Friday, July 15, 2011

US default looms as debt talks stall

US President Barack Obama takes part in a meeting with congressional leaders on the budget deficit on July 14, 2011 in the cabinet room of the White House in Washington, DC

Source: Press TV

Credit rating agencies have placed US credit performance on negative watch as another day of inconclusive debt talks in Washington came to a close amid persisting political wrangling.

On Thursday, Dagong Global Credit Rating Co., Ltd., a rating agency from China, the largest foreign holder of US government debt, warned that it is putting the credit rating of the United States on negative watch for a possible downgrade. The announcement came after Moody's Investors Service took a similar measure earlier in the day.

Meanwhile, Standard and Poor's, another rating agency, has cautioned that America's credit rating may be downgraded over an increasing risk of a payment default.

Also on Thursday, the International Monetary Fund (IMF) urged the United States to raise its debt ceiling and improve its fiscal sustainability over the long run, the latest such warning from the global lender.

The warnings come as US President Barack Obama and congressional leaders failed to reach an agreement over the government's looming debt default on the fifth day of talks at the White House on Thursday.

The US government faces a debt default if an agreement on raising its borrowing limit is not reached between lawmakers and the White House by August 2. Democrats and Republicans have been at odds over how to curb the country's massive debt and reduce its budget deficit.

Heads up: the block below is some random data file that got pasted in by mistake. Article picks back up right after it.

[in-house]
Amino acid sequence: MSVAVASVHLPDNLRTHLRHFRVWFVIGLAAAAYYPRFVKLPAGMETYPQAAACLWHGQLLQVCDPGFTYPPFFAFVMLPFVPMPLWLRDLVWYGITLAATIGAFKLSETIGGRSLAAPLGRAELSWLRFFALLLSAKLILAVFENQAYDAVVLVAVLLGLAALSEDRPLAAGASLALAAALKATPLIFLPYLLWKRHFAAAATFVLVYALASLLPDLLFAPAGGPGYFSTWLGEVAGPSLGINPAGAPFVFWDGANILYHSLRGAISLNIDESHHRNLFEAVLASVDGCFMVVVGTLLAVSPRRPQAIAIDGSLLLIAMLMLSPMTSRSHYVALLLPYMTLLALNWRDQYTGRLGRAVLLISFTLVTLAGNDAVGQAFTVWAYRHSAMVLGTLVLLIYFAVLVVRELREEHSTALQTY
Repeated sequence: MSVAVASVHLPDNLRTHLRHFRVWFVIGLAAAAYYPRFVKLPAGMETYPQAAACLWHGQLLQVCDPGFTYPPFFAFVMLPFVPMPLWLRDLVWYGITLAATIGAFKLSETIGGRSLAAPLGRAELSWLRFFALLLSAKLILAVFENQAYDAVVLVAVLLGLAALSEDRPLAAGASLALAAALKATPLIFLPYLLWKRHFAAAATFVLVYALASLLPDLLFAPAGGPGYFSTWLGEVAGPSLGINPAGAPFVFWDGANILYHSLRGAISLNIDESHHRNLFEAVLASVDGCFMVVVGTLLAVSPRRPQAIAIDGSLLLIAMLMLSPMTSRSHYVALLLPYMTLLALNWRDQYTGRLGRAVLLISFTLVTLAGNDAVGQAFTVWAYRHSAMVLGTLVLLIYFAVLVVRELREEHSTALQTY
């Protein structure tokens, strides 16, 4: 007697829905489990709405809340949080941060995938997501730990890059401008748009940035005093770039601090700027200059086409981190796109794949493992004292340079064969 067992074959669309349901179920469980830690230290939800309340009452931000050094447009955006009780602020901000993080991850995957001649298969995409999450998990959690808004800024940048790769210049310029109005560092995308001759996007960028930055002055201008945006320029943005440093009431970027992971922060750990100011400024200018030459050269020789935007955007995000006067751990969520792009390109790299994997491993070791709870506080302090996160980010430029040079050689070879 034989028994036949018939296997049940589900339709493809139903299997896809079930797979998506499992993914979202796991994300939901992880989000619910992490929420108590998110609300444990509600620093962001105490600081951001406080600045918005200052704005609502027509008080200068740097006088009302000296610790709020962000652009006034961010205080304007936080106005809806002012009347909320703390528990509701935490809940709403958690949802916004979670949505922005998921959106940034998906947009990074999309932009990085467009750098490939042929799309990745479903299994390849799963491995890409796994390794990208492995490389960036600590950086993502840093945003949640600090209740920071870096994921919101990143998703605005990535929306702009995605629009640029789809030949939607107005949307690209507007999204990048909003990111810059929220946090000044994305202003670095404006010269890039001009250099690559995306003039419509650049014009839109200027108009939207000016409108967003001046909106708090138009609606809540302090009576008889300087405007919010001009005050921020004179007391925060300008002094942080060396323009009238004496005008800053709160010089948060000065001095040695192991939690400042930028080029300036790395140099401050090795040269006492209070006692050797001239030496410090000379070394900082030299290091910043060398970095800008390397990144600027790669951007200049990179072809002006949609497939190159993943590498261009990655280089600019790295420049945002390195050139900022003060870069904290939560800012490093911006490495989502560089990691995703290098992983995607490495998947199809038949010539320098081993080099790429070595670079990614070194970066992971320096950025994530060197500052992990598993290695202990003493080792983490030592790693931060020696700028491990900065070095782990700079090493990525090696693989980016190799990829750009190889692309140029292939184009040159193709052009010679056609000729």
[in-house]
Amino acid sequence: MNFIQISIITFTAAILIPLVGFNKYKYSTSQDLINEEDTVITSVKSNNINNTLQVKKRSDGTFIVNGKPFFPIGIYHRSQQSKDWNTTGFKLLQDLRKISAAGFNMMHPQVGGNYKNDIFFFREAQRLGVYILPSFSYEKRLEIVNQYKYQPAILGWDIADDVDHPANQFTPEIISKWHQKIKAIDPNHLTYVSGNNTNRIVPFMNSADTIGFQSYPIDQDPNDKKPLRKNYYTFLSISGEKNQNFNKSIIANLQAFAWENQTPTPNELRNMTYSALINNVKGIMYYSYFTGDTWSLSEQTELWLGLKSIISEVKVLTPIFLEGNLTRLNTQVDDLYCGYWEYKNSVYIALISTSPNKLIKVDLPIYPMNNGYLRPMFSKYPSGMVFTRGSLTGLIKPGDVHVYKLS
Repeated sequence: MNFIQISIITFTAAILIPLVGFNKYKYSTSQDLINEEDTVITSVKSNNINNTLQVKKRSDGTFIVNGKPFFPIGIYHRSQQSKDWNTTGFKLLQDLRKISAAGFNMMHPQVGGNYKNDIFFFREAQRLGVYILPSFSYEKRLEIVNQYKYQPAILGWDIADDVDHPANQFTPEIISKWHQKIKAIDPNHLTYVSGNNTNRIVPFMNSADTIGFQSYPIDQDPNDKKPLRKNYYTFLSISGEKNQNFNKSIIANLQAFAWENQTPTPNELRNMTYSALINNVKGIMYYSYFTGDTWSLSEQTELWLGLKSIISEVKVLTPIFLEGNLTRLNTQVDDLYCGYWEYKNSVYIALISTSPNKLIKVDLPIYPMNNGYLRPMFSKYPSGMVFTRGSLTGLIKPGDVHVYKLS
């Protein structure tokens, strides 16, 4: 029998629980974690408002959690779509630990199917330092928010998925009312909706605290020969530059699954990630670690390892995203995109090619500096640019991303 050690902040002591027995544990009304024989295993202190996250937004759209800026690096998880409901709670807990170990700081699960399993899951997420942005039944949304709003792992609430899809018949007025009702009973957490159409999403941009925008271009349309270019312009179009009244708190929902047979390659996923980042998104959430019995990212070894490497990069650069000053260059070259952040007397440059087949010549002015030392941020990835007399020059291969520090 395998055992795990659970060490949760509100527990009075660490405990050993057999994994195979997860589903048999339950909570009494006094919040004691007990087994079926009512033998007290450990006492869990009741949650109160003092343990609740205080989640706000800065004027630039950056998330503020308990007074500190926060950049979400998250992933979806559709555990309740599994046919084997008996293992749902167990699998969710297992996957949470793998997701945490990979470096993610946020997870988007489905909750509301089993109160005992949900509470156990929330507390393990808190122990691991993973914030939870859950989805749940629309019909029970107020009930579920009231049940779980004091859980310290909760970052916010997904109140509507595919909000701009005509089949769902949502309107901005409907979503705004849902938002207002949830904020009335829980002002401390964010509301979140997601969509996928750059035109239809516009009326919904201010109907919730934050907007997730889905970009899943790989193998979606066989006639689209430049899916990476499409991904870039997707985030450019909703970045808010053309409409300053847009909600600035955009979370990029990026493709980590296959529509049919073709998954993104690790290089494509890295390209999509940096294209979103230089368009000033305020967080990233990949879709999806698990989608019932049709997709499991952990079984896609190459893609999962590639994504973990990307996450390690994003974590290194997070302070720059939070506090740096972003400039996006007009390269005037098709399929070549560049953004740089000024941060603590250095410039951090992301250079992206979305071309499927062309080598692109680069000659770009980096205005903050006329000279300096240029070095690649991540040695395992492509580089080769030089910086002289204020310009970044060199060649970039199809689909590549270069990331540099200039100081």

"I'm happy to consider all alternatives, but the things that I will not consider are a 30-day or a 60-day or a 90-day or a 180-day temporary stop-gap resolution to this problem," Barack Obama said on Tuesday. He also warned Republicans against playing political games.

“This is the United States of America. Here we don't risk US default on our obligations because we can't put politics aside,” he added.

The US debt ceiling is capped at 14.3 trillion dollars and the administration says that if it is not elevated by August 2, the government would default on its obligations.

Some financial experts believe that the fact that US officials are talking about default indicates that it is eventually inevitable. The question, however, is what form the default will take and when it will happen.

President Obama plans to hold a news conference on Friday to address the status of negotiations to increase the nation's debt ceiling.

It will be Obama's second news conference this week on a subject that has become one of the biggest preoccupations of Obama's presidency.

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